On December 2nd, ASP’s Andrew Holland wrote an OpEd for Energy Trends Insider, a newsletter published by Consumer Energy Report, and this OpEd was also featured in The Christian Science Monitor. The article discusses the importance of energy availability to America’s military and the recent Senate amendment restoring the military’s ability to purchase biofuels. From the article:
The US Department of Defense is the largest user of petroleum in the world. In fiscal year 2011, it used 117 million barrels of oil – almost 5 billion gallons of petroleum products in one year. This amounts to about 2 percent of the total usage of the country. This all came at a cost of $17.3 billion in 2011. This adds up to about 80 percent of the government’s total energy consumption.
For strategic and budgetary reasons, the military has identified this dependence on oil – a single point of failure – as a threat to national security. The Air Force and (especially) the Navy have embarked on a program to address this threat. Put together, the potential market for Air Force and Navy biofuels is expected to be about 700 million gallons per year by 2020. For an industry that is only just beginning to commercially produce fuel now, that will require significant investment. But it also should give investors some certainty that there will be a buyer for these fuels, so long as they are available. Once capital is made available for commercial-scale plants, this sector can grow very quickly.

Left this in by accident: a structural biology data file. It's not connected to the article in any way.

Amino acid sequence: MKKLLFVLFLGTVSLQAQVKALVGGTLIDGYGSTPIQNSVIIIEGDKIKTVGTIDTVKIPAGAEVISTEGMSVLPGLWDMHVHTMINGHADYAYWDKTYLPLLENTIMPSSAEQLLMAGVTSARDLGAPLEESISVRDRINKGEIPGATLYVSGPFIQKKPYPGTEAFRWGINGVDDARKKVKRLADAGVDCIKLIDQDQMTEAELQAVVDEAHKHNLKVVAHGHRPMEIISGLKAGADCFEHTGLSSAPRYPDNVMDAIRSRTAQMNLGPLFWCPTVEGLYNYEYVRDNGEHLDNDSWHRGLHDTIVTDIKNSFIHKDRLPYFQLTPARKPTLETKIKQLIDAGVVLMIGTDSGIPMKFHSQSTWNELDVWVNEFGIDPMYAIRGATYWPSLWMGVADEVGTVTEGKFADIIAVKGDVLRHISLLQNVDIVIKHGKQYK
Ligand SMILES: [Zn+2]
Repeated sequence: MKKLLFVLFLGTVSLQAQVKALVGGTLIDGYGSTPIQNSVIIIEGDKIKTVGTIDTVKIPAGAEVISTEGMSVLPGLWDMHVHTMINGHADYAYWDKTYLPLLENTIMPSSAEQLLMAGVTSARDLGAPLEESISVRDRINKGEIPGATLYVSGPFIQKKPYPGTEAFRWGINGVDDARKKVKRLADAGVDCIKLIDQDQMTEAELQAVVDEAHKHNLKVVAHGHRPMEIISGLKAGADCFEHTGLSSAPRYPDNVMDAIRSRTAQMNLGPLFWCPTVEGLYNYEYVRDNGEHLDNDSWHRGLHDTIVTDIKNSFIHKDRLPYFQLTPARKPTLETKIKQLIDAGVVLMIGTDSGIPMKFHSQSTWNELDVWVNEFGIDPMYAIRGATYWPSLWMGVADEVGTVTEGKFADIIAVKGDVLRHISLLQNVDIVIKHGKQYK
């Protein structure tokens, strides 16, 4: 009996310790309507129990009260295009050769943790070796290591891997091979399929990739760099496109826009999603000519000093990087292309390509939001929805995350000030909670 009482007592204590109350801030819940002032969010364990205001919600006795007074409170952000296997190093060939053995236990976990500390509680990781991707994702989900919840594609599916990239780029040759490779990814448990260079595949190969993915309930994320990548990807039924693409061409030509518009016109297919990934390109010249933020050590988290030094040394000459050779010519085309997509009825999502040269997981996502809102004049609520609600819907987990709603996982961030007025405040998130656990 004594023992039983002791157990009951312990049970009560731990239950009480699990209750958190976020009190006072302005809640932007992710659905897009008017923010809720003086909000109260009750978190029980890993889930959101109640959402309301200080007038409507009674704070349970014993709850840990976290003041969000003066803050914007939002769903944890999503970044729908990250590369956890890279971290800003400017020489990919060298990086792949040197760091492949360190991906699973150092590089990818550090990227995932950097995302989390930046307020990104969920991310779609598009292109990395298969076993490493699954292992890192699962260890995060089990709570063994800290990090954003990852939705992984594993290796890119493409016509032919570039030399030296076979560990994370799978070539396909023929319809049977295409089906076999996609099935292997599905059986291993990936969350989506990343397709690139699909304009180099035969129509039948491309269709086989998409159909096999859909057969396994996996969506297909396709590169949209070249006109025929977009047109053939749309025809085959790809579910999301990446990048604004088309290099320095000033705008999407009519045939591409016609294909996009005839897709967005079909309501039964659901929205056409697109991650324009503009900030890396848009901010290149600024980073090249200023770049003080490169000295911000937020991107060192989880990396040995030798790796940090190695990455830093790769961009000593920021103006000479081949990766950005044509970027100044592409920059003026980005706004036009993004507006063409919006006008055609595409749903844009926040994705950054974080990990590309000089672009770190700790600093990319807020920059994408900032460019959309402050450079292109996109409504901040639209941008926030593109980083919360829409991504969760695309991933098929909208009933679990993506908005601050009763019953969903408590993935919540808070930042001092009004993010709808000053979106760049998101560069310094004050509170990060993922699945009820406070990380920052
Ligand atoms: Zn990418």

On Wednesday, the Senate passed an amendment to the 2013 Defense Authorization bill that would restore the military’s ability to buy biofuels. A previous amendment by Sen. James Inhofe (R) of Oklahoma, inserted earlier this year in the committee markup, would have prohibited biofuels purchases, unless they were cheaper than petroleum fuels. Sixty two senators voted in favor of the amendment, and restored the Department of Defense’s ability to choose how it fuels and equips its forces.
The military has a long tradition of incubating and stimulating new industries, ranging from steel to the Internet, microchips to nuclear power. The advanced, drop-in biofuel industry could be the next industry that is stimulated by the military’s vast buying power.
For the full article click here.
For Andrew’s Blog on Consumer Energy Report click here.